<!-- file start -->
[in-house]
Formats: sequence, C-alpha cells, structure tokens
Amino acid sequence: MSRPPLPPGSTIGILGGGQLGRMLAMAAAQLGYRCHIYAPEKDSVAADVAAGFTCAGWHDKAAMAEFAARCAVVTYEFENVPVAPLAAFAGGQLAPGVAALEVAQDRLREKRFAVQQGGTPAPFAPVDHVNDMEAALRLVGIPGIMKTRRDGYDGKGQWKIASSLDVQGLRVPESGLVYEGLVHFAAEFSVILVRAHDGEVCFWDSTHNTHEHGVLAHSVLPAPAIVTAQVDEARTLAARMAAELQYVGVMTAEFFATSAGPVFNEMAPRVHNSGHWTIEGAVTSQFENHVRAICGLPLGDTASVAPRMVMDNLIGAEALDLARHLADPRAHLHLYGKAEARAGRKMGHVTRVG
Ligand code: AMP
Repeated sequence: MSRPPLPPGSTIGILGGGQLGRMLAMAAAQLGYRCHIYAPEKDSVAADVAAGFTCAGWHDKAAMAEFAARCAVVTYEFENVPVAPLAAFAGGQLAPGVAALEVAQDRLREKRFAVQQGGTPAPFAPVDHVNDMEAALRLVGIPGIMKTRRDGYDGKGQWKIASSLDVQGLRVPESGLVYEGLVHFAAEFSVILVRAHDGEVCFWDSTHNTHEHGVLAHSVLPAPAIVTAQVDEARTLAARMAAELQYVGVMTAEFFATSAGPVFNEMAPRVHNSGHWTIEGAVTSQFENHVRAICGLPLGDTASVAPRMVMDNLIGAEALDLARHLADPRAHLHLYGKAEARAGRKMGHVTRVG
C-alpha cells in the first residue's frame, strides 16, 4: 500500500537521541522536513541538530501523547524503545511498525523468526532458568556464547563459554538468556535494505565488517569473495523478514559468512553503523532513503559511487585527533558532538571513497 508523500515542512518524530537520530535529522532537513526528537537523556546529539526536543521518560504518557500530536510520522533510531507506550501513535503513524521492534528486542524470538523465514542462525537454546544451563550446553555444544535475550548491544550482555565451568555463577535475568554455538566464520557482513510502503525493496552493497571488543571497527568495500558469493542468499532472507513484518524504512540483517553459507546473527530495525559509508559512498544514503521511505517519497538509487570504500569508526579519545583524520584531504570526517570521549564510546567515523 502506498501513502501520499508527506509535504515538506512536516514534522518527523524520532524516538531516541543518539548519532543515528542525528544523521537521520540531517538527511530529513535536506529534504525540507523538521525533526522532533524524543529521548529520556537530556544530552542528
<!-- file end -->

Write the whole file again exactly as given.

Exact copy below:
[in-house]
Formats: sequence, C-alpha cells, structure tokens
Amino acid sequence: MSRPPLPPGSTIGILGGGQLGRMLAMAAAQLGYRCHIYAPEKDSVAADVAAGFTCAGWHDKAAMAEFAARCAVVTYEFENVPVAPLAAFAGGQLAPGVAALEVAQDRLREKRFAVQQGGTPAPFAPVDHVNDMEAALRLVGIPGIMKTRRDGYDGKGQWKIASSLDVQGLRVPESGLVYEGLVHFAAEFSVILVRAHDGEVCFWDSTHNTHEHGVLAHSVLPAPAIVTAQVDEARTLAARMAAELQYVGVMTAEFFATSAGPVFNEMAPRVHNSGHWTIEGAVTSQFENHVRAICGLPLGDTASVAPRMVMDNLIGAEALDLARHLADPRAHLHLYGKAEARAGRKMGHVTRVG
Ligand code: AMP
Repeated sequence: MSRPPLPPGSTIGILGGGQLGRMLAMAAAQLGYRCHIYAPEKDSVAADVAAGFTCAGWHDKAAMAEFAARCAVVTYEFENVPVAPLAAFAGGQLAPGVAALEVAQDRLREKRFAVQQGGTPAPFAPVDHVNDMEAALRLVGIPGIMKTRRDGYDGKGQWKIASSLDVQGLRVPESGLVYEGLVHFAAEFSVILVRAHDGEVCFWDSTHNTHEHGVLAHSVLPAPAIVTAQVDEARTLAARMAAELQYVGVMTAEFFATSAGPVFNEMAPRVHNSGHWTIEGAVTSQFENHVRAICGLPLGDTASVAPRMVMDNLIGAEALDLARHLADPRAHLHLYGKAEARAGRKMGHVTRVG
C-alpha cells in the first residue's frame, strides 16, 4: 500500500537521541522536513541538530501523547524503545511498525523468526532458568556464547563459554538468556535494505565488517569473495523478514559468512553503523532513503559511487585527533558532538571513497 508523500515542512518524530537520530535529522532537513526528537537523556546529539526536543521518560504518557500530536510520522533510531507506550501513535503513524521492534528486542524470538523465514542462525537454546544451563550446553555444544535475550548491544550482555565451568555463577535475568554455538566464520557482513510502503525493496552493497571488543571497527568495500558469493542468499532472507513484518524504512540483517553459507546473527530495525559509508559512498544514503521511505517519497538509487570504500569508526579519545583524520584531504570526517570521549564510546567515523 502506498501513502501520499508527506509535504515538506512536516514534522518527523524520532524516538531516541543518539548519532543515528542525528544523521537521520540531517538527511530529513535536506529534504525540507523538521525533526522532533524524543529521548529520556537530556544530552542528